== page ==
THE CEOs of European state-owned passenger operators have reaffirmed their commitment to improving international ticketing, promising passengers that by 2025 they will be able to enjoy “a seamless user experience” when planning journeys, purchasing tickets and using cross-border rail services.
This commitment has taken the form of the resolution adopted at the annual high-level passenger meeting organised by the Community of European Railway and Infrastructure Companies (CER) and the International Union of Railways (UIC), held earlier this month in Prague.
According to CER, improvements to ticketing are need if the railways are to help meet the targets for reducing carbon emissions and modal shift contained in the EU’s European Green Deal.
In their resolution, the participants in the Prague meeting say that smart digital ticketing and information solutions will facilitate customer access to the European railway system, and will increase the attractiveness of rail.
They commit themselves to further improving the passenger experience when planning international journeys and booking tickets, and to working with CER, UIC and the International Rail Transport Committee (CIT) to implementing the ticketing roadmap published by CER in October 2021.
The roadmap aims to provide by 2025 a seamless user experience by enabling access to simple, reliable and comprehensive online and real time information on timetables and the tickets available for all domestic and international rail journeys, including urban and regional services.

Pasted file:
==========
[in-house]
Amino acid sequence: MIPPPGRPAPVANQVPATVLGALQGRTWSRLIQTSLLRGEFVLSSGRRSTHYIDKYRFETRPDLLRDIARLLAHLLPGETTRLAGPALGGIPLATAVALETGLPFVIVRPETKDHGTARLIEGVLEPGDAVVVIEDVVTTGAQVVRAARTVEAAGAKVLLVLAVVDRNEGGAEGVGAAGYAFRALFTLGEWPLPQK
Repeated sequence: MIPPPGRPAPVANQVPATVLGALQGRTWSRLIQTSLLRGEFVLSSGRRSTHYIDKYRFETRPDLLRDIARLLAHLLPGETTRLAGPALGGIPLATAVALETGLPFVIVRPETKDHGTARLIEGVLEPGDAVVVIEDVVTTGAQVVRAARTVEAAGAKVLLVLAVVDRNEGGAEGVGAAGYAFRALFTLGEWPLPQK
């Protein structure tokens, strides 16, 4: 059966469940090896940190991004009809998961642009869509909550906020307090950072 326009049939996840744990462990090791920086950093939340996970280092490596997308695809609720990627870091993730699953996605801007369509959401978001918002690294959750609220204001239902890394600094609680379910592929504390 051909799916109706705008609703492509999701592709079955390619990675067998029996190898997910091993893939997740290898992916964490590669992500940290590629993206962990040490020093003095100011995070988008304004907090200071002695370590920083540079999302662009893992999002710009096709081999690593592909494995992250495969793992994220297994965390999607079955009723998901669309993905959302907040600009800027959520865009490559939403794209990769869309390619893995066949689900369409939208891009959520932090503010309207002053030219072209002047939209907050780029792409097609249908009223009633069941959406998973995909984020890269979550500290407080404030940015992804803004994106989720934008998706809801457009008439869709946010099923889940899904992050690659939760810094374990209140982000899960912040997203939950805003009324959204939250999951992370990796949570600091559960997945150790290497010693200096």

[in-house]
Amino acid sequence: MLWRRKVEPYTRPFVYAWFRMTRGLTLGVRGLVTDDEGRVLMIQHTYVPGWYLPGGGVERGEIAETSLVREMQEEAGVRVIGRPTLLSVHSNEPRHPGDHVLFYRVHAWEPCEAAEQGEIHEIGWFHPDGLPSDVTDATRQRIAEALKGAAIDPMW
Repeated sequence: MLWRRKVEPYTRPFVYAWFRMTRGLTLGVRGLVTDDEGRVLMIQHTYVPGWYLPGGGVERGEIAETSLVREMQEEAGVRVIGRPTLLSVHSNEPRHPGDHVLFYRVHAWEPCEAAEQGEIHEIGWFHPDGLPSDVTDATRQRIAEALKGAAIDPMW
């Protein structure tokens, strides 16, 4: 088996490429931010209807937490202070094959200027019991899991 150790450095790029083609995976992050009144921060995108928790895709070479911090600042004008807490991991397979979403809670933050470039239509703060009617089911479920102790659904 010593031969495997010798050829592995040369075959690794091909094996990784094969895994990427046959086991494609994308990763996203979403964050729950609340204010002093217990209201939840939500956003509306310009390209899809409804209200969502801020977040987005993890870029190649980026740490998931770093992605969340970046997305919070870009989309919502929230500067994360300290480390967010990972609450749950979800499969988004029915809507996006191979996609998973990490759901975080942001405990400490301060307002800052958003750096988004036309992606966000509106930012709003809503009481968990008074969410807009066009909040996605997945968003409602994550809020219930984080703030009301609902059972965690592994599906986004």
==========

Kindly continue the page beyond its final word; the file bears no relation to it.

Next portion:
This will be achieved by the implementation of “harmonised, sector-driven technical solutions,” the resolution says, and will enable passengers to buy tickets for international journeys from six months to up to one year in advance from multiple carriers in one ticket for seamless travel.
The resolution also says that tickets issued by different operators and ticket vendors will be easily accepted throughout Europe.
Passengers experiencing delay or disruption will be able to access digital services providing assistance on the best way to reach their destination, and guidance on their rights.
This will build on the CIT Agreement on Journey Continuation, which has been adopted by 15 operators to ensure passengers reach their destination despite disruption.
The technical solutions to be implemented are based on the Open Sales and Distribution Model (OSDM) that has been developed to simplify international ticketing and distribution, harmonise the exchange of fares and timetable information and allow “full ticket digitalisation.”
The OSDM is the Europe-wide industry standard for ticket sales, reservations and revenue allocation, and is jointly managed by UIC, operators, ticket vendors and associations forming part of the European Travel Agents’ and Tour Operators’ Associations (ECTAA)
The resolution asks the European Commission to take all steps necessary to support the smooth implementation of this and other solutions by incorporating OSDM in the Technical Specification for Interoperability covering Telematics Applications for Passengers (TAP-TSI).
The operators say that publication of the TAP-TSI cannot reasonably be delayed beyond 2022 without putting at risk ongoing investment by the sector to fulfil its commitment to deploy ticketing elements by 2025.
“This would help in securing and speeding up the implementation of OSDM within the sector, to which CER, UIC, CIT and their members have committed to and are already working hard on,” the resolution says.
“The European railway system is a fundamental pillar to achieve EU climate targets,” says CER executive director, Mr Alberto Mazzola. “One of the things we also need to focus on is ticketing, and CER is ready to deliver. We invite all relevant stakeholders to support and participate in the CER ticketing roadmap in order to help us realise the EU’s Green Deal objective together.”